Darul Uloom Deoband VC Maulana Ghulam Mohammed Vastanvi tells Kunal Majumder that education is the biggest hurdle facing Indian Muslims
You have spoken about the need for Muslims to embrace modern education. Even the Sachar Committee report says that economic backwardness and low education levels of the community are connected. What is your solution?
It is quite simple. Parents must give complete attention to children from primary school onwards. The high dropout rate is directly linked to this lack of attention. It is every parent’s duty to make children realise that a good future depends on good education. They will then concentrate on their studies on their own.
Seeing that much of the education takes place in madrassas, how does one strike a balance between modern education and religious teaching?
For one, religious education is not compulsory, nor does anyone need to spend a lot of time on it. For a basic education on Islam, one just needs to spend an hour or two at a madrassa every day. Not all children who enter madrassas become Alim or Hafiz. Only 2 percent of the children at madrassas go for a complete religious education, the others only study the basics. It is the duty of every Muslim parent to send their children to a regular school.
Do you think there is a need to change the syllabus of madrassas to modernise it?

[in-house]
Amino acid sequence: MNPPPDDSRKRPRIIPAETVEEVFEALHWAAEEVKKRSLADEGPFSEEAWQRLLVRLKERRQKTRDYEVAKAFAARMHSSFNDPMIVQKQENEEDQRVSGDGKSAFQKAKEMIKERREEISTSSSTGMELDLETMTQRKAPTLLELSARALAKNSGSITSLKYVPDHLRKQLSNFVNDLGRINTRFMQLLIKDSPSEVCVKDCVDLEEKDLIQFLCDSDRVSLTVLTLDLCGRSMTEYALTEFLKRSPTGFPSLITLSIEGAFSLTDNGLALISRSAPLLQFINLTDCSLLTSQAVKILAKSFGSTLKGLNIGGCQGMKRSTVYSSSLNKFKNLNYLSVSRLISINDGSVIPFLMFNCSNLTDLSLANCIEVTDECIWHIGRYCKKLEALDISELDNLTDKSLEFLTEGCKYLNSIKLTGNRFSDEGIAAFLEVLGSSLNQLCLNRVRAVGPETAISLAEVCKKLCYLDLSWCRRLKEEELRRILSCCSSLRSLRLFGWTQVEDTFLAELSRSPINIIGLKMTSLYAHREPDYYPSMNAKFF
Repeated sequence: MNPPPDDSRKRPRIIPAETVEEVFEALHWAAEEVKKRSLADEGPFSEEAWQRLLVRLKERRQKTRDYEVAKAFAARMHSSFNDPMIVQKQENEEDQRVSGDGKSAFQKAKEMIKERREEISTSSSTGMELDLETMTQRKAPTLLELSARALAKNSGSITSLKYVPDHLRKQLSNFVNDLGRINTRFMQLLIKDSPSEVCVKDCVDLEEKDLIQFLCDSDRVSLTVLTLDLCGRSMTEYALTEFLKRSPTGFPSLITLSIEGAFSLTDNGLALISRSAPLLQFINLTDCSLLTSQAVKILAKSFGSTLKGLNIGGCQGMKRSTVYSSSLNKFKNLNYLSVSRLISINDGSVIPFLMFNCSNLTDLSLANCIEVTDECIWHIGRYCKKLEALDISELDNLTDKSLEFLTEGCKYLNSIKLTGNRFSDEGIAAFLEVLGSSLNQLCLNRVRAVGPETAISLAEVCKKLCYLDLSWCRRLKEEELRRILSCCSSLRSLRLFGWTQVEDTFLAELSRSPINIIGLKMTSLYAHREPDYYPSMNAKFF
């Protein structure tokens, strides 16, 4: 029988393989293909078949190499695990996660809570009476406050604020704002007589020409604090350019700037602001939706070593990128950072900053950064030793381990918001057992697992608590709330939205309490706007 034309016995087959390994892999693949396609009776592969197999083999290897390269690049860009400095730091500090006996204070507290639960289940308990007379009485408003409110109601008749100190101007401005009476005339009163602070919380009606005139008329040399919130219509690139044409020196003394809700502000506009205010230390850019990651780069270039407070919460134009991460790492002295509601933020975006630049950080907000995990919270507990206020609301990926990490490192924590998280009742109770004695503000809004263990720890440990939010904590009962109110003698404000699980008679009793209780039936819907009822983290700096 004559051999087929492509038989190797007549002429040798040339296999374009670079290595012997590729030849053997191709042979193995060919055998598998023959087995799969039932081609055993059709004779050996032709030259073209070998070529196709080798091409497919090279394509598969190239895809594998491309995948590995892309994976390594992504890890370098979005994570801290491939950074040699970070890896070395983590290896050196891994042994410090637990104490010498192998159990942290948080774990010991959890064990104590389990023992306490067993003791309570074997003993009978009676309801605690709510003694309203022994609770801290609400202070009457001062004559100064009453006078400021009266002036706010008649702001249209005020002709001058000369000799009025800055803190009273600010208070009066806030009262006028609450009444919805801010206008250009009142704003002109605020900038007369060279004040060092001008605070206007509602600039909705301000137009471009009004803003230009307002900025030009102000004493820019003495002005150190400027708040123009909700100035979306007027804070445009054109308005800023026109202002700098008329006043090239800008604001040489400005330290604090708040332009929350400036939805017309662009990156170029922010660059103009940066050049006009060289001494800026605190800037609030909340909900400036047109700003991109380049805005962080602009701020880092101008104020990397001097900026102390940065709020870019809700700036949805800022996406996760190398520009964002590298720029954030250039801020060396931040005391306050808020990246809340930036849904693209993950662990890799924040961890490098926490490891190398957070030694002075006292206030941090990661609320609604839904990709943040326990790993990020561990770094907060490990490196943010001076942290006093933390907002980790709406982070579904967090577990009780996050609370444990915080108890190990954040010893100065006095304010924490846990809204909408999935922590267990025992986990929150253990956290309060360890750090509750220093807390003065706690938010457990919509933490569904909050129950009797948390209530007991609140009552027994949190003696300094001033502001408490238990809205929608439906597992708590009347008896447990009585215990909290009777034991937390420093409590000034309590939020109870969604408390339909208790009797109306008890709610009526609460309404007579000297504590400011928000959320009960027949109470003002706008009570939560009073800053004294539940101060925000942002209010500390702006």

There is no need to change the syllabus. Those studying full time at madrassas are not interested in regular jobs, so they don’t require modern education. However, education at madrassas are equivalent to the level of a BA degree. Even at Deoband, the certificate we issue after completion of the full course holds the same value as a bachelor’s degree. After becoming Alim or Hafiz, a student from Deoband can easily pursue his master’s from any university.
What is the biggest hurdle for the welfare of the Muslim community in India?
Lack of education. The day Muslims become educated, they will have an equal part to play in the development of our nation. I run 20 colleges and 50 primary and high schools, but you will be surprised to know that only one receives grants from the government. I run the rest on my own.
What do you suggest the government should do?
I have only one request from the government. It must recognise our schools and offer us grants. With civil society and the government with us, we can improve the education level among Muslims. The government must also offer reservations to Muslims in the way it has offered reservations to backward castes and helped them improve their socio-economic status.
In the past few days, we also saw calls by a section of Muslim clerics to pray for Osama Bin Laden. Doesn’t such action paint a negative image of the community across the country?
The media has asked my opinion of Osama in the past few days and I have always said — please don’t ask me about Osama, I’m an Indian and he was not an Indian. How can I comment? My stand is clear. Bin Laden was not from India and I had nothing to do with him. I am an Indian, if you ask me about any Indian, then I can comment. To ask me about Bin Laden is absolutely wrong.
Your call asking Muslims to look beyond divisive issues like the Gujarat riots was not taken very well. Are Muslim leaders failing to see the larger picture?
I can’t comment on what others are saying. But I can assure you that as far as I am concerned, I come from an academic background and I will support all activities, by both Hindus and Muslims, that promote education.
Kunal Majumder is a Correspondent with Tehelka.